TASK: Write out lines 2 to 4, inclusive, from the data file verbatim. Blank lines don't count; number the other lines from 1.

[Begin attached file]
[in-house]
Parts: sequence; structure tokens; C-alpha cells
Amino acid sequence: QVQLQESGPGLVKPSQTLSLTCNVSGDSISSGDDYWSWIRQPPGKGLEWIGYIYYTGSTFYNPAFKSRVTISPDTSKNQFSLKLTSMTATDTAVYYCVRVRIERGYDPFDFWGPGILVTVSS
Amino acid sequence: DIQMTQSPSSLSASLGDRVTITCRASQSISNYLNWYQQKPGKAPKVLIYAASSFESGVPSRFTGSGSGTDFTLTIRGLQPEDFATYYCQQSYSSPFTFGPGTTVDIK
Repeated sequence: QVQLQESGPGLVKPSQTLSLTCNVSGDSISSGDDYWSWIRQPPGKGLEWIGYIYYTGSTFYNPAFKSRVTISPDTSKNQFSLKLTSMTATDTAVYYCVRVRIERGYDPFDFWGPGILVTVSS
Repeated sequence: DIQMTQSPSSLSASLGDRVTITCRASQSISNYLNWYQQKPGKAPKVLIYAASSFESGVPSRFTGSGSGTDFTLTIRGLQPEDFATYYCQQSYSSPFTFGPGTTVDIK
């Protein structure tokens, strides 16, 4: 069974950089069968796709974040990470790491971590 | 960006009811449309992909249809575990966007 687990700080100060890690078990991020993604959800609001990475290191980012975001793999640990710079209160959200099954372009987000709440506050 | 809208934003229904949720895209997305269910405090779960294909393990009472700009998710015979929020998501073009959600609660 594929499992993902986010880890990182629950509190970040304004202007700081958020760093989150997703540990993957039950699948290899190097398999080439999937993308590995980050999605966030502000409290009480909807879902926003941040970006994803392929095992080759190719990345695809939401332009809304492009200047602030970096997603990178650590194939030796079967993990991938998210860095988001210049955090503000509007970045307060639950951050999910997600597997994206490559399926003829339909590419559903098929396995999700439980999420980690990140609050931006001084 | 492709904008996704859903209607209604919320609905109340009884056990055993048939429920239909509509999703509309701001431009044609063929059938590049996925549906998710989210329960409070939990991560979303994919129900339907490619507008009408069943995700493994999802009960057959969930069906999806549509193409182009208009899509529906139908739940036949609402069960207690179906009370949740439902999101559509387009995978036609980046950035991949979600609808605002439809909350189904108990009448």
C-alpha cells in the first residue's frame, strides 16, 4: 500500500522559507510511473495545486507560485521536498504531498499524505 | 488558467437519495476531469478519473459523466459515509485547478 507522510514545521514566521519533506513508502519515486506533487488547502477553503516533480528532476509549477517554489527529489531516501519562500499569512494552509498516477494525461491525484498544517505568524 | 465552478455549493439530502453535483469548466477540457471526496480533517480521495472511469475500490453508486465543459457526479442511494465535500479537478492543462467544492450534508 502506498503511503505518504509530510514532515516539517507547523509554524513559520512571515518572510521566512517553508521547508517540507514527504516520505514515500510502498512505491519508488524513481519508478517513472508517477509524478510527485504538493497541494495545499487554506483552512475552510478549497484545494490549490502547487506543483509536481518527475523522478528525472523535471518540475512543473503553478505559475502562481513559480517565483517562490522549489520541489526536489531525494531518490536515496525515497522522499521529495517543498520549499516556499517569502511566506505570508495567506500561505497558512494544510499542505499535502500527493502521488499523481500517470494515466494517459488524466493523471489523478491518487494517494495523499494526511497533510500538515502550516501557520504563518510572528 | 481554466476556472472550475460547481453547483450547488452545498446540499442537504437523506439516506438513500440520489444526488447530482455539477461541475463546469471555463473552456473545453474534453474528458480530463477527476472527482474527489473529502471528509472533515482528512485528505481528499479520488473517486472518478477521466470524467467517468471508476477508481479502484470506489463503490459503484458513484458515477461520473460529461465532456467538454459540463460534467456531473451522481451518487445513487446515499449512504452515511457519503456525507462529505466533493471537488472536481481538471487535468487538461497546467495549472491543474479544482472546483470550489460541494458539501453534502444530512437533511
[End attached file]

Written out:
Parts: sequence; structure tokens; C-alpha cells
Amino acid sequence: QVQLQESGPGLVKPSQTLSLTCNVSGDSISSGDDYWSWIRQPPGKGLEWIGYIYYTGSTFYNPAFKSRVTISPDTSKNQFSLKLTSMTATDTAVYYCVRVRIERGYDPFDFWGPGILVTVSS
Amino acid sequence: DIQMTQSPSSLSASLGDRVTITCRASQSISNYLNWYQQKPGKAPKVLIYAASSFESGVPSRFTGSGSGTDFTLTIRGLQPEDFATYYCQQSYSSPFTFGPGTTVDIK